Wind Farms Just Need To Get A Little Off The Checkerboard To Produce More Energy

By Shweta Iyer on April 1, 2014 5:42 PM EDT

wind farm
A team of researchers at Johns Hopkins University has made a detailed study of the wake effects caused by airflow both within and around a wind farm. (Photo: Photo courtesy of Shutterstock)

The use of wind power as a major source of energy has expanded tremendously over the past few years. The need to use this clean and renewable energy source has prompted the design of advanced wind farms where careful consideration is given to the spacing and alignment of the turbines, so that they work efficiently and reduce any "wake effects", where the motion of one turbine impacts the natural wind flow to adjacent downwind turbines effectively causing them to experience diminished energy production.

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In order to fully harness their potential, wind turbines must be spaced optimally so that they can capture more wind, produce more energy, and be profitable for the farm. To do this, turbine manufacturers use simple computer models and come with the most ideal arrangement for the turbines where clockwise rotating fans are alternated with counterclockwise fans in a checkerboard pattern. This pattern is believed to produce the highest power output and although it works well for small wind farms, when applied to larger wind-farms, it is difficult to predict its accuracy due to the wake-effect.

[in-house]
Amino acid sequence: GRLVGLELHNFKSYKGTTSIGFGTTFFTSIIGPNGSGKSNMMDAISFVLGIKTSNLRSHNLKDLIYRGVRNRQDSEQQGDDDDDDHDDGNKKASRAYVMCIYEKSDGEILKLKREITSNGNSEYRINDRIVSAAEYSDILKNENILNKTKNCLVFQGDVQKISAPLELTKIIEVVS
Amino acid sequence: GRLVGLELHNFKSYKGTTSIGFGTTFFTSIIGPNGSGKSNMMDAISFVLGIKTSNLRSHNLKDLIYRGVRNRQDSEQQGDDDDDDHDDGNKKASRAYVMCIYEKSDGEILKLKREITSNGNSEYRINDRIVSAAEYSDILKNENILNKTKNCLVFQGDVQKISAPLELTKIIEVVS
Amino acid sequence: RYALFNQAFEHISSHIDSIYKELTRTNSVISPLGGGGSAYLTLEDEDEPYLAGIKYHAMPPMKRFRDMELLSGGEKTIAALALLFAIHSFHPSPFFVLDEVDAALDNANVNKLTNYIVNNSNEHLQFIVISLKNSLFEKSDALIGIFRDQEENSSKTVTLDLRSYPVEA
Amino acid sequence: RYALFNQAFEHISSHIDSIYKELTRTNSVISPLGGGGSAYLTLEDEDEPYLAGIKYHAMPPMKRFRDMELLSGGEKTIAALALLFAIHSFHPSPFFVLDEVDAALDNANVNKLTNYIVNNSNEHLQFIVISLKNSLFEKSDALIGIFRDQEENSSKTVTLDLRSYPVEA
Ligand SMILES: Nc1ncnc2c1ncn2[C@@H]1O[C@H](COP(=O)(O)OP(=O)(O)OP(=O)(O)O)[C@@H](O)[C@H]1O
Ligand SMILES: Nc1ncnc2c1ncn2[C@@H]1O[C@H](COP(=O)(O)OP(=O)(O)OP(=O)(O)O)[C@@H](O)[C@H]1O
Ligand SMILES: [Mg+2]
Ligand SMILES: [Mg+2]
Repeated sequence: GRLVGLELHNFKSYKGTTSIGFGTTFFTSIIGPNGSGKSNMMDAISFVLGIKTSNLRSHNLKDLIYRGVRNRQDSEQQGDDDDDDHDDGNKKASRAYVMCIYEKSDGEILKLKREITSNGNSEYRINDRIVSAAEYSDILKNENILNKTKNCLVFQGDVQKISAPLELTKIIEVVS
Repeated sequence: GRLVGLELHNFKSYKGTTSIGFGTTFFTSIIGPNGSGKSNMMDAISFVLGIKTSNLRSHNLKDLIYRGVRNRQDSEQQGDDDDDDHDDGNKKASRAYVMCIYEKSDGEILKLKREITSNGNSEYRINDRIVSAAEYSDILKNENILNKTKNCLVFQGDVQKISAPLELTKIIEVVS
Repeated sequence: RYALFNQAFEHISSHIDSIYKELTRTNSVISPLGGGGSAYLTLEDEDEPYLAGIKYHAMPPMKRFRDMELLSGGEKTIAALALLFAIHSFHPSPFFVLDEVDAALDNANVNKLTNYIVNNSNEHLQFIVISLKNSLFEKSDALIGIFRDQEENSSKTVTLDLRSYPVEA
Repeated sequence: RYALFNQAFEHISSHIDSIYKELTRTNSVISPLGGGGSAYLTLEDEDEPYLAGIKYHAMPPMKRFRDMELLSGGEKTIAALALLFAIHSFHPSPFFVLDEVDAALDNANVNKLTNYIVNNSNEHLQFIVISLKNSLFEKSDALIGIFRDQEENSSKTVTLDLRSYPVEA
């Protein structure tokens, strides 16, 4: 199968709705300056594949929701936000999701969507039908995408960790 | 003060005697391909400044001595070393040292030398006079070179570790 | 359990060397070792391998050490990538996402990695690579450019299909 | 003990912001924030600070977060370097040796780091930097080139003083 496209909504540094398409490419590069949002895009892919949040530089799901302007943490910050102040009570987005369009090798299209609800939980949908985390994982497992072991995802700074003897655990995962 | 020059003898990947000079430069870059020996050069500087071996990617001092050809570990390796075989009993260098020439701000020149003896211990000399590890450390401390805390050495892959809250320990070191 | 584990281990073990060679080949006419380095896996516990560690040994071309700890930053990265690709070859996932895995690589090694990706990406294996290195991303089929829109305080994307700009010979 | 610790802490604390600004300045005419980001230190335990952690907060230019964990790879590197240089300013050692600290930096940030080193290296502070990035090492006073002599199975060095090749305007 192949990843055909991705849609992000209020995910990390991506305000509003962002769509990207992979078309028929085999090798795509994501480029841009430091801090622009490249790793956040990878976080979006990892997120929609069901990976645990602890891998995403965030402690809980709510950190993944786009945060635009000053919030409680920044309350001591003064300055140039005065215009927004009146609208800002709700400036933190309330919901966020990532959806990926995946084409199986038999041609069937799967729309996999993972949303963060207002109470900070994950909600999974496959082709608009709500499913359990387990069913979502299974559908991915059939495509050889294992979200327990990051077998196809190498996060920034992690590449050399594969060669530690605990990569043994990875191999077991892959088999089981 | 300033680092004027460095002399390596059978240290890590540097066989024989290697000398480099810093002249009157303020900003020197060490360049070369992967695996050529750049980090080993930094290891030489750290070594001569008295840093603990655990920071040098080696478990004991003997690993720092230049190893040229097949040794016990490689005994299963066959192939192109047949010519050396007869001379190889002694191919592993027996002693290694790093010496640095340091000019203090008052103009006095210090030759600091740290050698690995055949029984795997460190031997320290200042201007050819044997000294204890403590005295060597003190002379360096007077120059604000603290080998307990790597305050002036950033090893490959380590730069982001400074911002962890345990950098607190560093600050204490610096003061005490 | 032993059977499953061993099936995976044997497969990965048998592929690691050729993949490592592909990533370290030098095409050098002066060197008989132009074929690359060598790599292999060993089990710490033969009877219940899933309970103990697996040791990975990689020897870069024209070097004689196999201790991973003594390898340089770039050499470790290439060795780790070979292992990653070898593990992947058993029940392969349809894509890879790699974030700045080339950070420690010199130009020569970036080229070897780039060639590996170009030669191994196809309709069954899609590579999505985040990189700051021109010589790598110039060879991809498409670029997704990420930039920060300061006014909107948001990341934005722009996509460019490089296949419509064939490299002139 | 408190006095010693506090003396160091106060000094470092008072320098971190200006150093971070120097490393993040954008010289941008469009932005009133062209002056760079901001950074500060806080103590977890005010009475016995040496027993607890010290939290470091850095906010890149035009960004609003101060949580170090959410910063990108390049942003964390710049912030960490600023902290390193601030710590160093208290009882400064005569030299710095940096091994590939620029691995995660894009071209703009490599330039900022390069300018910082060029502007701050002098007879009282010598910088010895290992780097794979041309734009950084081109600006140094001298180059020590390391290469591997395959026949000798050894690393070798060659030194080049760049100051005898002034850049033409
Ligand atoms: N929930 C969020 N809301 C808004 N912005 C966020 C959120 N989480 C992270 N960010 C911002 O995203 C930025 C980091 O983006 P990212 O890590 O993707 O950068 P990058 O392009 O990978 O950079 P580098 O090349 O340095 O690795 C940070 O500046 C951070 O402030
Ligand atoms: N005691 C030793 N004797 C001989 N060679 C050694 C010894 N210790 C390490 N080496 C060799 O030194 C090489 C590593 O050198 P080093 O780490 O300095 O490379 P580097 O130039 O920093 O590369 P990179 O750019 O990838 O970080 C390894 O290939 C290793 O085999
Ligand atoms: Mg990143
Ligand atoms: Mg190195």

According to a press release Tuesday, to get around this problem, a team of researchers at Johns Hopkins University (JHU) has made a detailed study of the wake effects caused by airflow both within and around a wind farm. Their study provides insight into factors that determine the most favorable positioning and is an alternative to the checkerboard pattern. Their work has been published in the Journal of Renewable and Sustainable Energy, produced by AIP Publishing.

Their research is a huge step forward in creating new design concepts for turbine farms that will maximize power output in places with strong winds.

"It's important to consider these configurations in test cases," said Richard Stevens, who conducted the research with Charles Meneveau and Dennice Gayme at JHU. "If turbines are built in a non-optimal arrangement, the amount of electricity produced would be less and so would the revenue of the wind farm."

Wind farms are designed by taken into account the landscape, weather patterns, and other socio-political considerations. Designs may vary depending on whether the land is hilly or flat and the pattern of wind through the year.

Common test cases to study wind-farm behavior are wind farms in which turbines are either installed in rows, which will be aligned against the dominant winds, or in staggered, checkerboard-style blocks where every second row is staggered so that the turbines peek out between the gaps in the previous row.

Staggering is shown to improve the capacity of the farms and produce more energy in a smaller

footprint. But in their new study Stevens and his team improvised the checkerboard design.

Specifically, they found that better power output may be obtained through an "intermediate" staggering, where each row is imperfectly offset -- like a checkerboard that has slipped slightly out of whack.

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